Before the pandemic, low-cost airlines accounted for about 30% of the market share in Eastern and Western Europe, but after just 3 years, this airline has increased by almost 10 percentage points.
To date, the world has not declared the end of the Covid-19 pandemic. However, things have calmed down enough to look back at the changes in the market over the past 3 years. The global aviation market has experienced very positive growth, although there are still spending cuts.
We all think about the prospect of a recession, a market crash, but low cost airlines have proven otherwise. When one thinks of aviation, one immediately thinks of first-class, lavish standards at a price suitable only for the elite.
The pandemic has changed many habits, including airline services. Photo: Dy Khoa.
Covid-19 has changed the airline industry forever
That’s why there have been flights, customers who buy one ticket but can lie on the whole couch because no one buys two seats next to it. When low cost airlines were born, aircraft load factors became a vital factor and international airports started to become overcrowded. Passengers have the right to purchase or not add luggage, seats and food items to minimize the amount of money spent on the flight.
This need to reduce spending is appropriate in the post-Covid-19 context and the current volatile economic situation. Inflation is also a factor that causes customers to consider more than spend per expense. Although there are no complete and official statistics, the price of cheap airline tickets does not seem to be increasing, if at all, compared to the general volatility of the market. If you work hard to find cheap tickets, you still have the option to fly there and back to Ho Chi Minh City – Bangkok for 2.5 million VND (including taxes and fees). For those who are passionate about travel or want to reduce travel costs, improve the fun at the destination, accept some of the problems of low cost airlines like late hours, lack of comfort in seats.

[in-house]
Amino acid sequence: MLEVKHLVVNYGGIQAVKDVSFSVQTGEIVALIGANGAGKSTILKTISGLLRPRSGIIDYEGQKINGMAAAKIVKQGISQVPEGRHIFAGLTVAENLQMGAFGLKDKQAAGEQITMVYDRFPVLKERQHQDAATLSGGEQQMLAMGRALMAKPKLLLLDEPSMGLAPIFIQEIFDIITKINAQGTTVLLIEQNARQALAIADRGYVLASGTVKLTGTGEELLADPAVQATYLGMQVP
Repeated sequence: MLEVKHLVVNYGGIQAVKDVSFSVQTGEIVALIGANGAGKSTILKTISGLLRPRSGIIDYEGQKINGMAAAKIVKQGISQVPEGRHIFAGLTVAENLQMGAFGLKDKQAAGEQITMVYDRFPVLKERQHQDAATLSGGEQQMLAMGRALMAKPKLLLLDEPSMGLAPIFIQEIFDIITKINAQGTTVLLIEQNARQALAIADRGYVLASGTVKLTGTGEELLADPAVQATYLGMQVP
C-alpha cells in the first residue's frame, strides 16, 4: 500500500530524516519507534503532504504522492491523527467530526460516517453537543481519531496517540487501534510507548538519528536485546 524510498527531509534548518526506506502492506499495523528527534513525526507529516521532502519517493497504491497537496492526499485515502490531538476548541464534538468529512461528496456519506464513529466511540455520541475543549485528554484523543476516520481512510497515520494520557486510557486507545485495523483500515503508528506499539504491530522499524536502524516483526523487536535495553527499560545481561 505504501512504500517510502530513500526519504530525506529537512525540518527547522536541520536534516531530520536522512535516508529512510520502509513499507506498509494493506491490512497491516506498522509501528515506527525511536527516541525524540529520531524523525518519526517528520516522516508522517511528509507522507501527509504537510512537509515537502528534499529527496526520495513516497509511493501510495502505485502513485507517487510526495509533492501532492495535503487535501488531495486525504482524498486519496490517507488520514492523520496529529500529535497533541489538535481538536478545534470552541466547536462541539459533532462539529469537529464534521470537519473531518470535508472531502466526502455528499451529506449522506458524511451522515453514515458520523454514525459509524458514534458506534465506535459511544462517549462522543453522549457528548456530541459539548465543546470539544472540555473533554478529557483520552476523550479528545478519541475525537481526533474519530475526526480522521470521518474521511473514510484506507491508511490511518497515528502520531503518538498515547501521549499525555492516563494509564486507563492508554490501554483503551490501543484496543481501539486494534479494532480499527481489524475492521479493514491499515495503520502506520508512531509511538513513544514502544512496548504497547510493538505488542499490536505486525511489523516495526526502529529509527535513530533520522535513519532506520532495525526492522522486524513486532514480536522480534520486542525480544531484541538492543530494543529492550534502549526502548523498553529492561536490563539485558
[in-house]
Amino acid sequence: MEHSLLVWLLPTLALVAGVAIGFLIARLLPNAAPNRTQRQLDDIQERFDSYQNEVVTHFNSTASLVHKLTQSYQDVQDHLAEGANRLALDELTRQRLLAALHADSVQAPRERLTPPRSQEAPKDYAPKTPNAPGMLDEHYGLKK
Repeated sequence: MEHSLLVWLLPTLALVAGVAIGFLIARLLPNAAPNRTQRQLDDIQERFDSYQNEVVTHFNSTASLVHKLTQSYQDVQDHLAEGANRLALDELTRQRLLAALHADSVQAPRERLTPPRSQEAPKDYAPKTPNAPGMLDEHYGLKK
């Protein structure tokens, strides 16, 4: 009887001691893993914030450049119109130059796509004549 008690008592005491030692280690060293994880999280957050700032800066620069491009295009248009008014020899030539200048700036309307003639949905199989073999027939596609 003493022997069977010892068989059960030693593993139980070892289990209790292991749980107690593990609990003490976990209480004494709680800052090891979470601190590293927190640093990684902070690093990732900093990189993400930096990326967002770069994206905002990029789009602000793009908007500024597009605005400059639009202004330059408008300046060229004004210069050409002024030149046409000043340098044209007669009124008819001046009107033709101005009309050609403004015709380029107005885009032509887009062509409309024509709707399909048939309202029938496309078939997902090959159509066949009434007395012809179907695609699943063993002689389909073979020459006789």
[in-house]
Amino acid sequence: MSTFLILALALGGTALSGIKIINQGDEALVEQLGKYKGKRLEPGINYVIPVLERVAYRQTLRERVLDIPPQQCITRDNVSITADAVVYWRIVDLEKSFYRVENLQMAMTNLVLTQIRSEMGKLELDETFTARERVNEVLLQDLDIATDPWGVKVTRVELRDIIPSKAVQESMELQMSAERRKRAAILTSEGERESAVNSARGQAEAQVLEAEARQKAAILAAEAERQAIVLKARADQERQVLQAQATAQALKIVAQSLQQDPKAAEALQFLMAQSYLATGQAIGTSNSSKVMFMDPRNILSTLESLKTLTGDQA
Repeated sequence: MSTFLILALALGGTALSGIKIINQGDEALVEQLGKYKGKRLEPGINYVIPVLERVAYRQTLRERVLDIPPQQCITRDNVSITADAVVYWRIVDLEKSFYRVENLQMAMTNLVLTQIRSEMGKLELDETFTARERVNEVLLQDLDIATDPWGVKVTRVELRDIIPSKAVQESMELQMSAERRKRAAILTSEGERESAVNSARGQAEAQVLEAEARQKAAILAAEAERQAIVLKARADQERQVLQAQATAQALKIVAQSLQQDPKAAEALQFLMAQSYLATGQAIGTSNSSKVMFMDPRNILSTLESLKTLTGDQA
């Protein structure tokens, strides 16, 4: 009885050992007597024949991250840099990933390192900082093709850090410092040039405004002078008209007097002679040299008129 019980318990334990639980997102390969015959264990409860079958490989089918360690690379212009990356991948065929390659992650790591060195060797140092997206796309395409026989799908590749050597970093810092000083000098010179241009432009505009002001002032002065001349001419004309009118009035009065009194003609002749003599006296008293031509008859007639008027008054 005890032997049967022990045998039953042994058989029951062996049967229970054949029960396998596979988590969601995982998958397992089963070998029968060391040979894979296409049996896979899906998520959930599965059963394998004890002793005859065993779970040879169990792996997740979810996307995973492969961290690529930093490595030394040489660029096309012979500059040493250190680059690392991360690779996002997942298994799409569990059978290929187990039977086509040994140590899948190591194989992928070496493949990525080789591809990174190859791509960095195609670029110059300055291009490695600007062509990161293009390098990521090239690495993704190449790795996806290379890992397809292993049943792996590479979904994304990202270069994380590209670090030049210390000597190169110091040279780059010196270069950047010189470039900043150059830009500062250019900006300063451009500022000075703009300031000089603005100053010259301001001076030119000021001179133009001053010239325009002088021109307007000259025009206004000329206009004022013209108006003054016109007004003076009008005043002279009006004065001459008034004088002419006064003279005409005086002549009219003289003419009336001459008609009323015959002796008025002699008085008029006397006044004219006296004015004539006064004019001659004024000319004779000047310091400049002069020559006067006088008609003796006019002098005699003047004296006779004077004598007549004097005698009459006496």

Low cost airlines are expected to recover quickly due to their flexible improvisation. Photo: Dy Khoa.
According to InvestopediaLow cost airline revolution spread worldwide from 1990 to 2020. Low cost airlines arrived in Europe in the 1990s and Asia in the 2000s. National top airlines persist in most countries. Italy has even re-nationalized Alitalia during the Covid-19 crisis. Low cost airlines have made progress in recent years. However, the extreme stress of dealing with Covid-19 has jeopardized the survival of airlines in general and low-cost airlines in particular, especially in new markets.
“Covid-19 has changed aviation forever; new travel requirements are likely to be with us for years to come, travel patterns will change for many years to come, travel is disrupted and moving between airports now requires many procedures,” airline data site OAG said in an article.
However, according to this site, there is always light at the end of the tunnel. And low-cost airlines are enjoying the sun’s rays. “The domestic aviation market is still open, there are no more international traffic connections and countries opening and closing require a high degree of labor flexibility and experience in driving demand is very important. A wide range of skills that low-cost carriers often have in abundance,” OAG appreciates the business agility of low-cost carriers.